In this study, Ichii et al. demonstrated both increased apoptosis and impaired phagocytic function of polymorphonuclear leucocytes incubated with pharmacological doses of iron sucrose (IS; 20, 100, and 200 mg/L) for 4 and 24 h at 37°C. This deleterious effect of iron sucrose is mediated by its elemental iron core, not its carbohydrate shell. Although the study methodology is solid, and the results are valid, the authors fail in interpreting these findings clinically as mentioned in the study limitations (this study is supposed to be a patient-oriented, translational research):

1. The study was conducted with blood samples from healthy individuals rather than from end-stage renal disease (ESRD) patients. In ESRD patients, the most common dose of IS is 100 mg, which is equivalent to the lower concentration in this study (20 mg/L). This iron sucrose concentration affects PMNs apoptosis and phagocytic function only marginally (see figures 1-3).

2. The study was conducted in a closed system in which IS concentrations remain constant throughout the study period. Therefore, it does not mimic in vivo conditions, where IS is rapidly taken up by reticuloendothelial system macrophages (plasma half-life of IS is 4-6 hours).

3. While some studies of ESRD patients on dialysis have found an increased susceptibility to infections after intravenous (IV) iron administration [1,2], others have not [3]. A review of oral versus IV iron in non-hemodialysis renal failure patients found no evidence for an increase in infection rates in the IV iron group [4]. Several observational studies and a randomized controlled trial evaluating preoperative IV iron supplementation in patients undergoing lower limb arthroplasty or hip fracture surgery showed no increased rates of infectious complications in patients treated with IV iron compared with those receiving standard treatment [5]. A large placebo-controlled study of IV iron in patients with chronic heart failure [6] has shown clear clinical benefits, but no increase in infections in the group treated with IV iron.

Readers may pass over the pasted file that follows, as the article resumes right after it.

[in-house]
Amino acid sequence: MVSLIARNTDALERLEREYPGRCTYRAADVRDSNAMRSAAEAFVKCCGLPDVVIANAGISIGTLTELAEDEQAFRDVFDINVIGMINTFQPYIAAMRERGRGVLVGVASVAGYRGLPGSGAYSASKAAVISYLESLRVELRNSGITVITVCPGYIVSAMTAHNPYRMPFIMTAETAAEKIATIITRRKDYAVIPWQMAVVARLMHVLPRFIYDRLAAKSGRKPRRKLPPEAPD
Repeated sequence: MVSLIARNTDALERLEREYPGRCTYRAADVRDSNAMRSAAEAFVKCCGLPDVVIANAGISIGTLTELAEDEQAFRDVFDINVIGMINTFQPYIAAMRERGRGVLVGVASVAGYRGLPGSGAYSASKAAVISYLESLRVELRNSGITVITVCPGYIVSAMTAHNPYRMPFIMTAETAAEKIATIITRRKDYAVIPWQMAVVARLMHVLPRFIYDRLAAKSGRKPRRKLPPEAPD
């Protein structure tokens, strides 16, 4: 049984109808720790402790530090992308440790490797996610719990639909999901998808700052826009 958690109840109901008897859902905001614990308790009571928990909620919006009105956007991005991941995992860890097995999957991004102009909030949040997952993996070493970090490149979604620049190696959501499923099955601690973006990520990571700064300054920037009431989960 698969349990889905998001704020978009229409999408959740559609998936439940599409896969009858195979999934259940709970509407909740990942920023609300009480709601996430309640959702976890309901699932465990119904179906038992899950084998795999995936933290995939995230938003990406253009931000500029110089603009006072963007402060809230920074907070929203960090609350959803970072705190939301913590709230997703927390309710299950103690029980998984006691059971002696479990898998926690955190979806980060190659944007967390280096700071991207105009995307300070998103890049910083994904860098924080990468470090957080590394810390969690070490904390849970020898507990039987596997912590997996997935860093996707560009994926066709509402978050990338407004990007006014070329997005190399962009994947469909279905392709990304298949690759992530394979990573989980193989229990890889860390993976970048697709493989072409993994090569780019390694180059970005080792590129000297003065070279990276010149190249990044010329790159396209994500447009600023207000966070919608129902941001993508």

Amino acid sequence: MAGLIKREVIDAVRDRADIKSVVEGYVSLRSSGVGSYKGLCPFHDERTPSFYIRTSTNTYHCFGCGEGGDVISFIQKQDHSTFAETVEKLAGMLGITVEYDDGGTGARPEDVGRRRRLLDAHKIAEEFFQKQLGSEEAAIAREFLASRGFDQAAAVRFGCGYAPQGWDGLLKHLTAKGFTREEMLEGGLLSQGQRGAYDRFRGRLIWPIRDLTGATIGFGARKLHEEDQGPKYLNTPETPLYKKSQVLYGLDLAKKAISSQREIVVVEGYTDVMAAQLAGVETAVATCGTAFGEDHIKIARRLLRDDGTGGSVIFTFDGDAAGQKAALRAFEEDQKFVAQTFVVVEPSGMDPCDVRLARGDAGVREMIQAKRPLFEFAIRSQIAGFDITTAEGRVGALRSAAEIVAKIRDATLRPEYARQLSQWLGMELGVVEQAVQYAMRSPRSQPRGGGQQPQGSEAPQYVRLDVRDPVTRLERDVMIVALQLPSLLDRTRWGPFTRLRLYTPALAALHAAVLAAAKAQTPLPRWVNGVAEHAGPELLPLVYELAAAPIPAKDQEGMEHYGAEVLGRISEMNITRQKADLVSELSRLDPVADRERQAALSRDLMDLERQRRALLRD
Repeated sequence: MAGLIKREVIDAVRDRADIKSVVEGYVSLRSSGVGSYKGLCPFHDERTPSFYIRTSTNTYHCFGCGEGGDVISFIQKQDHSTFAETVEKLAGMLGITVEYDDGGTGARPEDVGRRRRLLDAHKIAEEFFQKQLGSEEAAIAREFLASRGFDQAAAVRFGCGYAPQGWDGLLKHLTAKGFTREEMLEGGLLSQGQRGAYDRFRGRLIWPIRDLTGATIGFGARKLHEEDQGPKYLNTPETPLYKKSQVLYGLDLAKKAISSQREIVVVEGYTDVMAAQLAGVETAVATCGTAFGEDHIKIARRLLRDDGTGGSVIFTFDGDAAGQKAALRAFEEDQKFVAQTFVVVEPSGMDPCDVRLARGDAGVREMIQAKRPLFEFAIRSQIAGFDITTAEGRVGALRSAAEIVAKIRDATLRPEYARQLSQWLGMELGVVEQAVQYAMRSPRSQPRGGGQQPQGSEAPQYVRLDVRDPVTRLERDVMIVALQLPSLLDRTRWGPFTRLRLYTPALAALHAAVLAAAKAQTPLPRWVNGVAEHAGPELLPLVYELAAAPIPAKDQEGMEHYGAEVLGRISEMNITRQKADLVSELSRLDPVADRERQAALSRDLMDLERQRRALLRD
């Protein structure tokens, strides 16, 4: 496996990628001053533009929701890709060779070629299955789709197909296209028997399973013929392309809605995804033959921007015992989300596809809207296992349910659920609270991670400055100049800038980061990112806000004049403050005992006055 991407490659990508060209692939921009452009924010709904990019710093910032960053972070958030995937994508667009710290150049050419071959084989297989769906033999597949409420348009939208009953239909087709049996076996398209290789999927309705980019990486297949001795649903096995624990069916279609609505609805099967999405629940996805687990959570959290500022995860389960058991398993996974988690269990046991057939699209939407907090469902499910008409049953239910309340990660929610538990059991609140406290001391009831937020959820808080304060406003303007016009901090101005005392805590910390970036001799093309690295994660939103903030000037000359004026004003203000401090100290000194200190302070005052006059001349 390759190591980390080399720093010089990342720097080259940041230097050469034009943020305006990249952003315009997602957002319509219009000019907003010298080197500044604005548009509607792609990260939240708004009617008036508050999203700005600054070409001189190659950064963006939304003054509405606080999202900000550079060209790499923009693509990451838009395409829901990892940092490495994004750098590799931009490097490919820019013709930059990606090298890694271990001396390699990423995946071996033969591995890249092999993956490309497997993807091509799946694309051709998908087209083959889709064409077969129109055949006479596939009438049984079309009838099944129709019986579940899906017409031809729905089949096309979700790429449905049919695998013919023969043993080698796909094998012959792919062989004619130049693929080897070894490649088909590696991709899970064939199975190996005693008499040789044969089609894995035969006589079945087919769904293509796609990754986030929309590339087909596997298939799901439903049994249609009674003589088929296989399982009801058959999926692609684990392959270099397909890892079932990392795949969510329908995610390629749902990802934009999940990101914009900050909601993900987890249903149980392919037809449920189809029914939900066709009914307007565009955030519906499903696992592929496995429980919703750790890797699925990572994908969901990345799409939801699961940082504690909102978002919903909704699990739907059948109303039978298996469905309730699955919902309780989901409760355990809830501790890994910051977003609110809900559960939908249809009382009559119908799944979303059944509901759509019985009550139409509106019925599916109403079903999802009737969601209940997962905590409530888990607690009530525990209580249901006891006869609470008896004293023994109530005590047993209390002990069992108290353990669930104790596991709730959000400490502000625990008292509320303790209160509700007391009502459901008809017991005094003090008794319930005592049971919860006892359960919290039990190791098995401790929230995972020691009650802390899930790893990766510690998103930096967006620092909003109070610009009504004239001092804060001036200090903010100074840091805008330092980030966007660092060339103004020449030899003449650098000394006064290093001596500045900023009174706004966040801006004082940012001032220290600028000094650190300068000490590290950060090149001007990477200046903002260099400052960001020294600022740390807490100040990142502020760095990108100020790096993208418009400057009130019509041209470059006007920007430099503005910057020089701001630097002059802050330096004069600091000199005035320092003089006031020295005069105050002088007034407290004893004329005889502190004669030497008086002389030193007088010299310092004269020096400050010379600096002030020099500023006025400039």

4. Therefore, although data from this study confirm the concerns about the adverse effects of IV iron on host defense mechanisms against bacterial and fungal infection (especially when given at high, sustained doses), it would seem that, when used in the usual doses and within existing guidelines, the benefits of IV iron therapy are substantial in medical and surgical patients, and the risks are small.

– Manuel Muñoz


1. Sirken G et al. Clin Nephrol 2006;66:348-56.

2. Kalantar-Zadeh K et al. Adv Chronic Kidney Dis 2009;16:143-51.

3. Bansal A et al. Am J Ther 2012; Jul 23 [Epub ahead of print].

4. Liles AM. Am J Health Syst Pharm 2012;69:1206-11.

5. Muñoz M et al. Blood Transfus 2012;10:8-22.

6. Anker SD et al. N Engl J Med 2009;361:2436-48.